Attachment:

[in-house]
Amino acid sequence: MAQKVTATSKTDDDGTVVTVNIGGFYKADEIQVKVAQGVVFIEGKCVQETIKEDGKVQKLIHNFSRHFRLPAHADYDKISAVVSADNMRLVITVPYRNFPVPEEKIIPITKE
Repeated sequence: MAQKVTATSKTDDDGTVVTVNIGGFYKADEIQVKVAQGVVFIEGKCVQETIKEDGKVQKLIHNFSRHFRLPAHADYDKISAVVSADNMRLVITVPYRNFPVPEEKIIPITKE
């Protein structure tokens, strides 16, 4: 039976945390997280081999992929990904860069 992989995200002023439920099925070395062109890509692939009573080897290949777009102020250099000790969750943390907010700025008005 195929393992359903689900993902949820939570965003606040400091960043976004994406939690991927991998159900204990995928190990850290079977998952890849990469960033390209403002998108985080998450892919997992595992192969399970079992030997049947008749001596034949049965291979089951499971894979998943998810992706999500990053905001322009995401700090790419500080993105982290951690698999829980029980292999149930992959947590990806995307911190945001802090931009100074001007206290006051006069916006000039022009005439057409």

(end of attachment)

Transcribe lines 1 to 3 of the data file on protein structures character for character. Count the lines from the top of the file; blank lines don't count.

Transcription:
[in-house]
Amino acid sequence: MAQKVTATSKTDDDGTVVTVNIGGFYKADEIQVKVAQGVVFIEGKCVQETIKEDGKVQKLIHNFSRHFRLPAHADYDKISAVVSADNMRLVITVPYRNFPVPEEKIIPITKE
Repeated sequence: MAQKVTATSKTDDDGTVVTVNIGGFYKADEIQVKVAQGVVFIEGKCVQETIKEDGKVQKLIHNFSRHFRLPAHADYDKISAVVSADNMRLVITVPYRNFPVPEEKIIPITKE